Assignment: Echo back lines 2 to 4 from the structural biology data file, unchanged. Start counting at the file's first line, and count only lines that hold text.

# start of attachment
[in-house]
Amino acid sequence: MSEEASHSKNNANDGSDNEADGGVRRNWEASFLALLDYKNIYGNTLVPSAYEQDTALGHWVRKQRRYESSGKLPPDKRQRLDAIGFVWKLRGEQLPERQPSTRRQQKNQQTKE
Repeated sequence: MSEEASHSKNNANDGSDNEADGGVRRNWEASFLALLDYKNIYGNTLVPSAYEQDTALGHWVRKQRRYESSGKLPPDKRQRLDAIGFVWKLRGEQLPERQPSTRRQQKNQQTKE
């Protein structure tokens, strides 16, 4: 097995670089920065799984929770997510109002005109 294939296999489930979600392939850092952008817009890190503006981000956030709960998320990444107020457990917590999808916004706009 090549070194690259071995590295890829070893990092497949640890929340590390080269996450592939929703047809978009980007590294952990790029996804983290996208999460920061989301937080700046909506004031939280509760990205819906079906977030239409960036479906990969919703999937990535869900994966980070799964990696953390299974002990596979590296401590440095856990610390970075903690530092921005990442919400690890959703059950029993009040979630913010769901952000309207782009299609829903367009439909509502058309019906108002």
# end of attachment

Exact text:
Amino acid sequence: MSEEASHSKNNANDGSDNEADGGVRRNWEASFLALLDYKNIYGNTLVPSAYEQDTALGHWVRKQRRYESSGKLPPDKRQRLDAIGFVWKLRGEQLPERQPSTRRQQKNQQTKE
Repeated sequence: MSEEASHSKNNANDGSDNEADGGVRRNWEASFLALLDYKNIYGNTLVPSAYEQDTALGHWVRKQRRYESSGKLPPDKRQRLDAIGFVWKLRGEQLPERQPSTRRQQKNQQTKE
């Protein structure tokens, strides 16, 4: 097995670089920065799984929770997510109002005109 294939296999489930979600392939850092952008817009890190503006981000956030709960998320990444107020457990917590999808916004706009 090549070194690259071995590295890829070893990092497949640890929340590390080269996450592939929703047809978009980007590294952990790029996804983290996208999460920061989301937080700046909506004031939280509760990205819906079906977030239409960036479906990969919703999937990535869900994966980070799964990696953390299974002990596979590296401590440095856990610390970075903690530092921005990442919400690890959703059950029993009040979630913010769901952000309207782009299609829903367009439909509502058309019906108002």